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Foxconn Gets Into the Mall-Building Business

{complink 2125|Foxconn Electronics Inc.} is taking vertical integration to a new level. The Taiwan-based EMS company is about to break ground on a retail mall that Foxconn will own under the brand Cybermart.

According to Asian trade journal DigiTimes:

    Foxconn Electronics (Hon Hai Precision Industry) will start establishing buildings for the Taipei IT mall project on July 11 with company chairman Terry Guo to attend the groundbreaking ceremony and to announce Foxconn's entrance in Taiwan's retail channel market. Foxconn's retail channel subsidiary Cybermart will also start expanding its IT malls throughout Taiwan with the total number of stores to reach 20. Cybermart has already been operating in China's retail market for more than 10 years and has over 35 stores throughout China. The company is set to establish 7-8 more stores later in 2011. As for Taiwan, Cybermart's first store will be located in Taipei and will expand to other cities such as Kaohsiung, Taichung and Chiayi. In addition to hardware products, Foxconn is also in contact with Taiwan-based book chain store Eslite for cooperation. In the past, Cybermart mostly rented buildings to open up new IT malls, but starting in 2011, Foxconn turned to establishing its own buildings for new malls and the company is currently evaluating about 50 properties for possible mall locations in the future.

Foxconn is set to invest $131.83 million over three years to establish a 12-floor building for the Taipei IT Mall project, DigiTimes reports. The article does not specifically say whether Foxconn will sell electronics products through the retail chain. But it would make sense if it does.

The closest comparison that comes to mind is Foxconn customer {complink 379|Apple Inc.}. Apple has retained a certain level of vertical integration as it develops chips and the display technology used in its products. For manufacturing, Apple relies on companies such as Foxconn, but then Apple sells its products through popular retail outlets such as BestBuy and through the Apple Store. The Apple Store model, with its superior customer service, has been so successful that JC Penney recently tapped Apple Senior Vice President Retail Ron Johnson as its CEO.

At the same time, Apple presumably does not own most of the facilities its retail fronts are located in — most stores are in already-established mall properties, and in Massachusetts, at least, most of the malls are built and owned by property development and management companies.

So think about this for a moment: Foxconn is manufacturing everything from components to finished systems, is able to provide the lowest possible cost model to companies that outsource their manufacturing, and is now entering the retail market. If Foxconn also builds and owns the storefronts through which it sells products, can anyone possibly beat that cost model? I doubt it. Even if Foxconn sells brands from other companies it manufactures for, the savings are considerable.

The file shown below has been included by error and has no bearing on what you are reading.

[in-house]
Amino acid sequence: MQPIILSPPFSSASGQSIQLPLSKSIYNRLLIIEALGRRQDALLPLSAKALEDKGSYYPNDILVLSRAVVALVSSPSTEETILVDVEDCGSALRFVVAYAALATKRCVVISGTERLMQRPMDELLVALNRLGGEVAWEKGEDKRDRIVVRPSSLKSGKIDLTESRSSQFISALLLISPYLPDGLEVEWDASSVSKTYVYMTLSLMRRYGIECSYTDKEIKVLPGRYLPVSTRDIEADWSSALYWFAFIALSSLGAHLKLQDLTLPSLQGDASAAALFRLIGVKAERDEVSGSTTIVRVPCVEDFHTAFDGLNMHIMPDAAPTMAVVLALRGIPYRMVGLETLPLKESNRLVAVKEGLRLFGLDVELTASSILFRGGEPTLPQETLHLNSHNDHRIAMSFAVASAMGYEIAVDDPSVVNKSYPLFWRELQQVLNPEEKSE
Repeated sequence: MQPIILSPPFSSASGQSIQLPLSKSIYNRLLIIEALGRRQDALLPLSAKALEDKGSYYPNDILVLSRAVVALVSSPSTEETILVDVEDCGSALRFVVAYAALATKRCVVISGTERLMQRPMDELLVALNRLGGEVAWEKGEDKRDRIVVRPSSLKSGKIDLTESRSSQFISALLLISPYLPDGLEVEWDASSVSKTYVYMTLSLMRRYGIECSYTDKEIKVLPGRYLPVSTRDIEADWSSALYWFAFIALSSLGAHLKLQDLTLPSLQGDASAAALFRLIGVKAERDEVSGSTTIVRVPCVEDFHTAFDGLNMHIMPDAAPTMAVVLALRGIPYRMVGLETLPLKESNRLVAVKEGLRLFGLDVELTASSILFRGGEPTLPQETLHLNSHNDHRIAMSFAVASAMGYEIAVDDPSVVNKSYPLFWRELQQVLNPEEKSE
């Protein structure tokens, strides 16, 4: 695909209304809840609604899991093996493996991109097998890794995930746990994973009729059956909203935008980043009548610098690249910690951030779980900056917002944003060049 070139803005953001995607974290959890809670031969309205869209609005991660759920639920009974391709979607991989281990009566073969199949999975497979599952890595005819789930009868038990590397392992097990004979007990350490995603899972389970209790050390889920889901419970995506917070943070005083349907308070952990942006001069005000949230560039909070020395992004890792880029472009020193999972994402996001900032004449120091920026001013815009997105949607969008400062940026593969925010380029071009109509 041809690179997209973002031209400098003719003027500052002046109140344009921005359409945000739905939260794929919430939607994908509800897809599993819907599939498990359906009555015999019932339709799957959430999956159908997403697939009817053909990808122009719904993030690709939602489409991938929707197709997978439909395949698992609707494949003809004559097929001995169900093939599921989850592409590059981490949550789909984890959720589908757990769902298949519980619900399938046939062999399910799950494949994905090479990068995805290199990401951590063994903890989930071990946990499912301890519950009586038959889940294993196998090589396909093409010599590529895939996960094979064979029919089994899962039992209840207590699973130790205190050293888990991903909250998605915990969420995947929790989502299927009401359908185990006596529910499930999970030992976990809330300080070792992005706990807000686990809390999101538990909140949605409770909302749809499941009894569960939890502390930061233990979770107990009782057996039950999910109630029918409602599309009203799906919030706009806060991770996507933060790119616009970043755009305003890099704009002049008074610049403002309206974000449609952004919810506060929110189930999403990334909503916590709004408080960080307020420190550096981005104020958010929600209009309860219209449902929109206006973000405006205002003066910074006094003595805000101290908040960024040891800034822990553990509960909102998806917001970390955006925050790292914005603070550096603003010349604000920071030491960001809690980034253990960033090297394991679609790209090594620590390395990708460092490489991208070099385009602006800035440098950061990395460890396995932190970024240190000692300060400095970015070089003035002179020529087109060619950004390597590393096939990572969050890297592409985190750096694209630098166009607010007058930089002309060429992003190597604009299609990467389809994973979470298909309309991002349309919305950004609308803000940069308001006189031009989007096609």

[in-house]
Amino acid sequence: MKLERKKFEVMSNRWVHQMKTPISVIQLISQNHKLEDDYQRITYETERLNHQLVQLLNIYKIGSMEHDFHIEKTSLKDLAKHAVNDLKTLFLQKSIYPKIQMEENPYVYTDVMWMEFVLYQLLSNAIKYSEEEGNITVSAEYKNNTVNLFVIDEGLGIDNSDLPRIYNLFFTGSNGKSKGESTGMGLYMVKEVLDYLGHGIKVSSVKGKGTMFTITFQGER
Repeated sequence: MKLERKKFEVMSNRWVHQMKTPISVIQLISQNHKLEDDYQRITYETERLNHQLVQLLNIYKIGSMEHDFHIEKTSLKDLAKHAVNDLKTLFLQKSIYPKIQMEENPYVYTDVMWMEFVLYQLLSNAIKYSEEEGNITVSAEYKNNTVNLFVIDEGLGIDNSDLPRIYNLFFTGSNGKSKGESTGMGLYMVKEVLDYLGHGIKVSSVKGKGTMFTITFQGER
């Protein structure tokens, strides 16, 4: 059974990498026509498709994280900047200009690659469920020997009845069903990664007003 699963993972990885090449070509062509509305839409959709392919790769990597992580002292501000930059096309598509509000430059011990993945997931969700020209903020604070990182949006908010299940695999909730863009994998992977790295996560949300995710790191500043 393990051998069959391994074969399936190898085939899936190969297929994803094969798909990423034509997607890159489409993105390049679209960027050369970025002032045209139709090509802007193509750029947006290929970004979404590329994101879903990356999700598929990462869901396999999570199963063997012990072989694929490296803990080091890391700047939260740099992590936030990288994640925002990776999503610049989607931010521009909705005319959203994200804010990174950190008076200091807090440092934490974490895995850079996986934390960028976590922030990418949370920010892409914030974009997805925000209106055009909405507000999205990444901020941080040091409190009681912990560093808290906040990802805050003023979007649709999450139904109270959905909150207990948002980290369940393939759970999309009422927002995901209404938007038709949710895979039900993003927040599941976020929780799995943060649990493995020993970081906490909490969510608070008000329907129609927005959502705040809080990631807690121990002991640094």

Retail is a challenge for most electronics companies. The inventory demands are rigorous: Consumers are notoriously fickle, and it's hard to predict what they are going to like. Most stores, such as BestBuy, will only take many products back if consumers pay a restocking fee. This covers the cost of sending products back to the manufacturer. Additionally, if sales start to lag, retail outlets will host various sales and promotions, but they have to get the brand owner to buy into the program. Rebates are such a paperwork nightmare that many companies actually outsource that function to a third party.

Then there is post-sales support. Some manufacturers actually continue to support their products; a {complink 2376|Hewlett-Packard Co.} laptop you buy at BestBuy, for example, is sent back to HP, which repairs it and sends it back. All of this adds to the dollars consumers must pay for both products and services.

But if the manufacturer controls that process from concept though delivery, how many costs can be eliminated? The possibilities are endless.

Of course, there are challenges associated with property ownership, construction, renting retail space, and many of the other things Foxconn is dealing with as it builds shopping malls. Companies have been known to become stretched too thin by trying to be too many things to too many people. But Foxconn has bucked some of those trends so far: It remains a force in the components business, even as it manufactures end products for other companies. I wouldn't bet against its ability to figure this one out too.

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12 comments on “Foxconn Gets Into the Mall-Building Business

  1. Taimoor Zubar
    July 8, 2011

    Would Foxconn be selling Apple's products on their stores? If so, it would become really interesting as Foxconn would be in the front and back of Apple's supply chain and would in a way surround Apple. I think it would be a unique supply chain model in this case. Any other instance where this has happened?